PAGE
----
The esophagus enters the abdomen through the diaphragmatic hiatus. The hiatus is vulnerable to visceral herniation because it is directly subject to pressure stress between the abdomen and the chest.
Hiatus hernia is a condition involving herniation of the contents of the abdominal cavity, most commonly the stomach, through the diaphragmatic hiatus into the mediastinum.
Hernias are most common (95%),sliding hiatal hernias, where the gastroesophageal junction migrates above the diaphragm. The stomach remains in its usual position and the fundus remains below the gastroesophageal junction.
Hernias are pure para-esophageal hernias (PEH); the gastroesophageal junction remains in its normal position but a portion of the fundus herniates through the diaphragmatic hiatus adjacent to the esophagus.
Hernias are a combination of Types I and II, with both the gastroesophageal junction and the fundus herniating through the hiatus. The fundus lies above the gastroesophageal junction.
Hiatal hernias are characterized by the presence of a structure other than stomach, such as the omentum, colon or small bowel within the hernia sac.
Small hernias — Most small hiatal hernias cause no problems.
Large hernias — Larger hernias may cause the following signs and symptoms when stomach acids back up into your esophagus.
These signs and symptoms tend to become worse when you lean forward, strain, lift heavy objects or lie down, and they can also worsen during pregnancy.
In rare cases, sometimes, the part of your stomach that protrudes into your chest cavity may become twisted (strangulated) or have its blood supply cut off, leading to:
Endoscopy: The clinical indications for endoscopy of the upper gastrointestinal tract include
Radiologic imaging: Hiatus hernia can be diagnosed by radiology of the upper gastrointestinal tract, albeit with poor sensitivity for mucosal complications. Radiology is usually indicated in the presurgical evaluation.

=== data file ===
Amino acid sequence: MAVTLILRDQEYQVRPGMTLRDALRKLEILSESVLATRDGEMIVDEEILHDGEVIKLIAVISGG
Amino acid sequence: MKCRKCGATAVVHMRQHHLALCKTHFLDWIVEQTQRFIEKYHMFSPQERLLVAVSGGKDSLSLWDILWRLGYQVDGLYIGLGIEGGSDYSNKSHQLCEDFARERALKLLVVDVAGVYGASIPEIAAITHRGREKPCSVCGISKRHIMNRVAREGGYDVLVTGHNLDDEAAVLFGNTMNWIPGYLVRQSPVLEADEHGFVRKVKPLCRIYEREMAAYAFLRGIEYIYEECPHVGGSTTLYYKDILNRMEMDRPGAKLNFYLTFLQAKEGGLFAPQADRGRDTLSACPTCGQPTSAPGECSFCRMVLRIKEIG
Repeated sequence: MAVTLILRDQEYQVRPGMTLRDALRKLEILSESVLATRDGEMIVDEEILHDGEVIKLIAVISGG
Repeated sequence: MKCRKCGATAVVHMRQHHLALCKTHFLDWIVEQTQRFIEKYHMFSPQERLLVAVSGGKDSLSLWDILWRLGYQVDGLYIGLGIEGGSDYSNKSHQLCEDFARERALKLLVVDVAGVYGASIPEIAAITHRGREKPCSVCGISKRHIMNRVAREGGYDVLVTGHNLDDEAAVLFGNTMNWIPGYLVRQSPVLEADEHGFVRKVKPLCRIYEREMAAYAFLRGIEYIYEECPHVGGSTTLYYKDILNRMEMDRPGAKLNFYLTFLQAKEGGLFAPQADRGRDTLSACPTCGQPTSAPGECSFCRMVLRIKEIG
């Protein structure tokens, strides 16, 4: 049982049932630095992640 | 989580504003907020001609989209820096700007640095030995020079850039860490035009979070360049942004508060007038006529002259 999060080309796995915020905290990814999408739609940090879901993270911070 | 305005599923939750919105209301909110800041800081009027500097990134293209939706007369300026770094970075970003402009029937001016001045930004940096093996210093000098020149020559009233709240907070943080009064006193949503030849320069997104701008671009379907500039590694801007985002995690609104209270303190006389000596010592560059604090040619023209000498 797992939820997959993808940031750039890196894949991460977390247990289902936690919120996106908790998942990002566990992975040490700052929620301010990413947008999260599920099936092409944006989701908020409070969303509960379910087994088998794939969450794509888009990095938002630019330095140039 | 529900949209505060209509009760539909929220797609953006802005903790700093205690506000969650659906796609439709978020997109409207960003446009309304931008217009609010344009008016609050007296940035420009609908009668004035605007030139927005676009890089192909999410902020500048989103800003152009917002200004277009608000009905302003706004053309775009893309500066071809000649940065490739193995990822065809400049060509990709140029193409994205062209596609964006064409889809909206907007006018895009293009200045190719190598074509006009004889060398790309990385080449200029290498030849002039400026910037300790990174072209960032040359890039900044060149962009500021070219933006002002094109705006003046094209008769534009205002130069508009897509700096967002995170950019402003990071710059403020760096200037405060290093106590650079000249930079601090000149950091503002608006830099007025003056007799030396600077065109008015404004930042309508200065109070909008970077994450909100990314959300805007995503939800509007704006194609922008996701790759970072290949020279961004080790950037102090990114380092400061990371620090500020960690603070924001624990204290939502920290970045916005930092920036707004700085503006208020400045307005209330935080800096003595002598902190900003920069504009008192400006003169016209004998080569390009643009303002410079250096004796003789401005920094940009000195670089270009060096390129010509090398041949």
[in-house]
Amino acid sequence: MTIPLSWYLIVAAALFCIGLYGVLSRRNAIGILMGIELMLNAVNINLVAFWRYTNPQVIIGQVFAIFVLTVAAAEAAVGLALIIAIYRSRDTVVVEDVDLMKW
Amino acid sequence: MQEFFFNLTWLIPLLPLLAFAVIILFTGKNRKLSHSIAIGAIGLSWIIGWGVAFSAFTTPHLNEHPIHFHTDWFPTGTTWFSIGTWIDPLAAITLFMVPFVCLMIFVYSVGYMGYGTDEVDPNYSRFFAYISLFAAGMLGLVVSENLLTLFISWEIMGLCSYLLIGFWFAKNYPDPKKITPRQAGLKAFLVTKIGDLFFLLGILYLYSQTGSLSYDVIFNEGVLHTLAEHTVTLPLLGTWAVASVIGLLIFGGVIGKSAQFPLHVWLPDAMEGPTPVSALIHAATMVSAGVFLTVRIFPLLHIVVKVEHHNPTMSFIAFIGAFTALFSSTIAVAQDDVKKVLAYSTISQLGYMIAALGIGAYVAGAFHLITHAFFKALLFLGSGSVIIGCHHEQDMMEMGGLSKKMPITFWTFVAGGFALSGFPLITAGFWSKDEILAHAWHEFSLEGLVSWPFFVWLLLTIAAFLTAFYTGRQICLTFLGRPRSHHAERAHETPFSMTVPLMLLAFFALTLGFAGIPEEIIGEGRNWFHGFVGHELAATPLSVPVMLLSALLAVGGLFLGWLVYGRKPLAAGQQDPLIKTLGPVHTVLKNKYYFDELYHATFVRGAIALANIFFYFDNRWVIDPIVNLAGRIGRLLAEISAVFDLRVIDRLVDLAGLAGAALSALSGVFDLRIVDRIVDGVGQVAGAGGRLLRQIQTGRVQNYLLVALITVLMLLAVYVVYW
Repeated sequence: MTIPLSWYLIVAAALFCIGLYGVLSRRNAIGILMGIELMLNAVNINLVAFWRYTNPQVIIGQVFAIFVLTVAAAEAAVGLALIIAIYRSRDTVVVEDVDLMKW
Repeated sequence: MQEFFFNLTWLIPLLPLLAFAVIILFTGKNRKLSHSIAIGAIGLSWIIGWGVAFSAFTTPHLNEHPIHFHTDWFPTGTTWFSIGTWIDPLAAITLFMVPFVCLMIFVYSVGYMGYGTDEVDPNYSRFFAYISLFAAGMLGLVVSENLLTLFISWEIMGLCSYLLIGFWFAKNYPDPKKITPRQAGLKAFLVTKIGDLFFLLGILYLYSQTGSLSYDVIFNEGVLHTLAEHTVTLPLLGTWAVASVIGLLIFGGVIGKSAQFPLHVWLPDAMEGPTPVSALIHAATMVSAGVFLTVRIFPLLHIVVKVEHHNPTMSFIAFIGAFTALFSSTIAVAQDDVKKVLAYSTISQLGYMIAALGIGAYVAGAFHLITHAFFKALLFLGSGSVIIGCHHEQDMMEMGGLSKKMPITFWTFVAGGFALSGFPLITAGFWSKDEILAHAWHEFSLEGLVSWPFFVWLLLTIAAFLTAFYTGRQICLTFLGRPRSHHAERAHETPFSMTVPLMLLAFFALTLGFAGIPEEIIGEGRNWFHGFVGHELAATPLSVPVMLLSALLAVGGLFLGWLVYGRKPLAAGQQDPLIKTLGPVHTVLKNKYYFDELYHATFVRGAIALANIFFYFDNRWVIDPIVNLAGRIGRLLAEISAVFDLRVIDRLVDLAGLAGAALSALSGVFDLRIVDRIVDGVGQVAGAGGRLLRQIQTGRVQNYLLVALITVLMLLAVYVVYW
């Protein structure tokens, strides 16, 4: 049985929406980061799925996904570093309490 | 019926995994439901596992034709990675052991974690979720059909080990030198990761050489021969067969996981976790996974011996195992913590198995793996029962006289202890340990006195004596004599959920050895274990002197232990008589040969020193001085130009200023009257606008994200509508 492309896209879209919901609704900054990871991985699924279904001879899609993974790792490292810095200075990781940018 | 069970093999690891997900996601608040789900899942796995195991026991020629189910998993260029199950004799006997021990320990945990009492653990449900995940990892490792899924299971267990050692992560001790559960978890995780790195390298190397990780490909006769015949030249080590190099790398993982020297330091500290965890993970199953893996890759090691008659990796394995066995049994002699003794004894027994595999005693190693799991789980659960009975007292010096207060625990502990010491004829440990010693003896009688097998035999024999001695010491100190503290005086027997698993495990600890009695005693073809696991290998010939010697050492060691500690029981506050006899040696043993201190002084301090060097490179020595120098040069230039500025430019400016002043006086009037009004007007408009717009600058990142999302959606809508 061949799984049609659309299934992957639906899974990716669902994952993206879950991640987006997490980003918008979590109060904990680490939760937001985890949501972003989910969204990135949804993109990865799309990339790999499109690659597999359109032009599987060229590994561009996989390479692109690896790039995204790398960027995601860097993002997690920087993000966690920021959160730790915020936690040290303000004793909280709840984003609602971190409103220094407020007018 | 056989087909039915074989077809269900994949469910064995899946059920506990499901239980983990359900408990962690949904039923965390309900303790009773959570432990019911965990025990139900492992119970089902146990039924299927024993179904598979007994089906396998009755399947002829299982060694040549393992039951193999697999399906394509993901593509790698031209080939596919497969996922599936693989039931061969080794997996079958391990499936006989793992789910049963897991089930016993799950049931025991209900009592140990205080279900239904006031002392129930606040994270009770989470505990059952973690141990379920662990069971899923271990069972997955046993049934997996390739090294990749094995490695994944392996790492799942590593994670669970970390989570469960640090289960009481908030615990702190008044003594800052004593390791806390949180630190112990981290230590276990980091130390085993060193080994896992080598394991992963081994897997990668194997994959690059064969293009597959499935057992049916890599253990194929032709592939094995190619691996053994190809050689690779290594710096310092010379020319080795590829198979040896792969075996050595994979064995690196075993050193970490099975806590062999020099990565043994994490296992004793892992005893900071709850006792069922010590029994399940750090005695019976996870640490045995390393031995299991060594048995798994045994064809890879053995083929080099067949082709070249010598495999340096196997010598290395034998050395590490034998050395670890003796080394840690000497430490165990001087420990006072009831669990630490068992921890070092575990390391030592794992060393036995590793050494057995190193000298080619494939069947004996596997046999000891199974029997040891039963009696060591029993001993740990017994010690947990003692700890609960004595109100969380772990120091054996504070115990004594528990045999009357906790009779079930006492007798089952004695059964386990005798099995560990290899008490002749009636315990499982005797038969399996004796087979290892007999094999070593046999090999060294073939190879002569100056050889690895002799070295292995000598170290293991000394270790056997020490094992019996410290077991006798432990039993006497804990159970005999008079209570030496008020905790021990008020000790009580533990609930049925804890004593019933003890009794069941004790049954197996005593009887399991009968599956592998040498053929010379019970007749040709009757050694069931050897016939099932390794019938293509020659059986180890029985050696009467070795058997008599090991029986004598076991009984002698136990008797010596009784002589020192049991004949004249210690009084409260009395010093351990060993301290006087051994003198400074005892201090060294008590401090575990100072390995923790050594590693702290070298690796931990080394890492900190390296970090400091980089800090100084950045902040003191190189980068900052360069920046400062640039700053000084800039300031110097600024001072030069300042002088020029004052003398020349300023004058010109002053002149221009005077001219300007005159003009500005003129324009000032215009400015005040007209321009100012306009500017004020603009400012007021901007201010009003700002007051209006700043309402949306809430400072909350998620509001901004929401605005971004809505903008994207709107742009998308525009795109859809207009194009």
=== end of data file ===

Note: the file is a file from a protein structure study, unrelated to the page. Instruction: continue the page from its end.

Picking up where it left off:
High resolution manometry and reflux monitoring: Functional esophageal testing using manometry (assessment of esophageal contractile function using an esophageal catheter) and reflux monitoring (assessment of reflux of gastric content into the esophagus using an esophageal catheter) is indicated when surgery is being considered to control symptoms of gastroesophageal reflux related to hiatal hernia.
pH testing: has limited relevance in the diagnosis of a hiatal hernia, but is critical to identify the presence of increased esophageal acid exposure in patients with sliding hiatal hernias that might benefit from antireflux surgery.
Alleviation of the symptoms of GERD is the cornerstone for treatment of hiatus hernia. This is usually achieved indirectly with Proton pump inhibitors (PPIs). Histamine 2 receptor antagonists and antacids are alternatives to PPIs.
A few people with a hiatal hernia may need surgery. This is usually considered only when medications and lifestyle changes fail to relieve severe reflux symptoms, or if you have complications such as chronic bleeding or narrowing or obstruction of your esophagus.
Large hiatal hernias may also need repair if they cause symptoms such as shortness of breath, difficulty breathing or swallowing, or chest pain.
Currently, this is the standard procedure. The essential components of this technique are mobilization of the distal esophagus, reduction of the associated hiatus hernia, and either partial (Toupet 270°) or complete (Nissen 360°) fundoplication around the esophagus. With this procedure, the risk of major complications or death is about 1-2%.